June 3, 2020

The hope and the hopeless

Within the same 24 hours we’ve seen a story of hope that lifts the spirits of education activists who contend that poor students of color can succeed, and conversely, a story of shame that deflates believers of urban school districts as portals for widespread academic success.

First, the story of hope.

Urban Prep Academies in Chicago are generating the kind of buzz that we want for all of our children:

For a remarkable fourth consecutive year, all 167 seniors at Urban Prep Academies schools have been accepted at four-year colleges or universities this fall.

Students of the two Chicago public charter high schools — located in the city’s Englewood and University Village neighborhoods — gathered Thursday morning to celebrate the achievement of their schools, which some have dubbed “Hogwarts in the Hood” for their impressive, seemingly magical rates of success, CBS Chicago reports.

At the same time, sadly, all the wrong kind of buzz and a story to prove the hopeless right is coming out of Atlanta:

The supposed transformation of Atlanta Public Schools overseen by former Superintendent Beverly Hall resulted from a criminal enterprise that victimized thousands of struggling students for years, authorities alleged Friday.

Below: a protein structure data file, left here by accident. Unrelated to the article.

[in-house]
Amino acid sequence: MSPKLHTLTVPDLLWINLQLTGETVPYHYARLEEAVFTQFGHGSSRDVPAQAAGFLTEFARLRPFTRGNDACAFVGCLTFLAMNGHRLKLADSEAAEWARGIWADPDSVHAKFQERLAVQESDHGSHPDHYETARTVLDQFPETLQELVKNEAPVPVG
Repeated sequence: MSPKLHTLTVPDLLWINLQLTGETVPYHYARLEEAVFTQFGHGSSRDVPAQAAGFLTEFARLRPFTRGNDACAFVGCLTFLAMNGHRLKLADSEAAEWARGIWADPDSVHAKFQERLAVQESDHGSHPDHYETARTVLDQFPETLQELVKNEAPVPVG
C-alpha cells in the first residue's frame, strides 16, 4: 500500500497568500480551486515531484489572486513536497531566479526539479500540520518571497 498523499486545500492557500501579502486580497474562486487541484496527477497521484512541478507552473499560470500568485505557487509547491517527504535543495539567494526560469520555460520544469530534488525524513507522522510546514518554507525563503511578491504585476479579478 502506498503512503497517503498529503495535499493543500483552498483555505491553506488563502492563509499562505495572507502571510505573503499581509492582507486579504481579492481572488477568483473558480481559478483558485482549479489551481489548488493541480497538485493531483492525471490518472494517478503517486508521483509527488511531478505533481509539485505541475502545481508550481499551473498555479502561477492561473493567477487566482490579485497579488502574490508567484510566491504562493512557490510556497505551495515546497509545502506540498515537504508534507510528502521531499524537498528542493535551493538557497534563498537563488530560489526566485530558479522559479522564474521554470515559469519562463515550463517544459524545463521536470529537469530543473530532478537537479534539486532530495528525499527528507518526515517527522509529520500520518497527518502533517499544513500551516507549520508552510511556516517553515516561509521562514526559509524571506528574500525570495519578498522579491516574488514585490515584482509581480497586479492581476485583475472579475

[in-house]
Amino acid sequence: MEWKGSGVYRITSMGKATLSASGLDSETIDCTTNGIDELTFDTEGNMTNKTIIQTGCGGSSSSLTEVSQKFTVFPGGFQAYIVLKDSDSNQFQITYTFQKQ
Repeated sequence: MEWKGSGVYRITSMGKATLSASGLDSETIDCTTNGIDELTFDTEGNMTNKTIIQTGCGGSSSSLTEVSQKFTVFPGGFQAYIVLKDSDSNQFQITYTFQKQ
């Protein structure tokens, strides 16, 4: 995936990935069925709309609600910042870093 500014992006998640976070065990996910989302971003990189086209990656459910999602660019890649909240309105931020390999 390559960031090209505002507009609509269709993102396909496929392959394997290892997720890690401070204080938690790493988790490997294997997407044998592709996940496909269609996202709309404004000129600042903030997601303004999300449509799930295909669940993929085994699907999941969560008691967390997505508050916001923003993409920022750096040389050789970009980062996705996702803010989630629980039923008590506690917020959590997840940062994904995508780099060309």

Capping a series of investigations that spanned four years, a Fulton County grand jury indicted Hall and 34 others on charges that they conspired to cheat on federally mandated standardized tests from at least 2005 to 2010. Further, the grand jury charged, Hall, several top aides, principals and teachers engaged in the scheme for their own financial gain. And with investigators closing in, the jury said, Hall and others lied to cover up their crimes.

Responses to these two stories are predictable.

Activists for better schools seize on the Urban Prep story because they see it as vindication for their nearly religious belief that students, regardless of how poor or how black, can succeed at very high levels when adults work hard to make it happen.

Contrarily, education traditionalists are capitalizing on the scandal in Atlanta because, for them, it substantiates their belief that when poor children of color show great academic results in the current reform environment it can only be the result of fraud.

One advocacy camp lives in hope, the other in hopelessness. Their primary arguments bifurcate into two ceaselessly discordant ways of seeing the world.

Of the two camps, Planet Ravitch, led by the polemicist Diane Ravitch, is the most rigid, caustic, and resistant to an alternative future. She is the Rush Limbaugh of education commentary, yet, because of her devotion to unionism, she is elevated above many more authoritative voices. Given the consistent subtext of her messages, that children are the problem, and her anglophile view of public education overall, I see no value in pretending she is a friend to black or brown education. Since the 1960s she has pushed assimilation as a core principle, and denounced culturally affirmative education. It’s a position she still has not reversed today.

In her book “The Death and Life of the Great American School System,” she reveals a high-level of not-getting-it.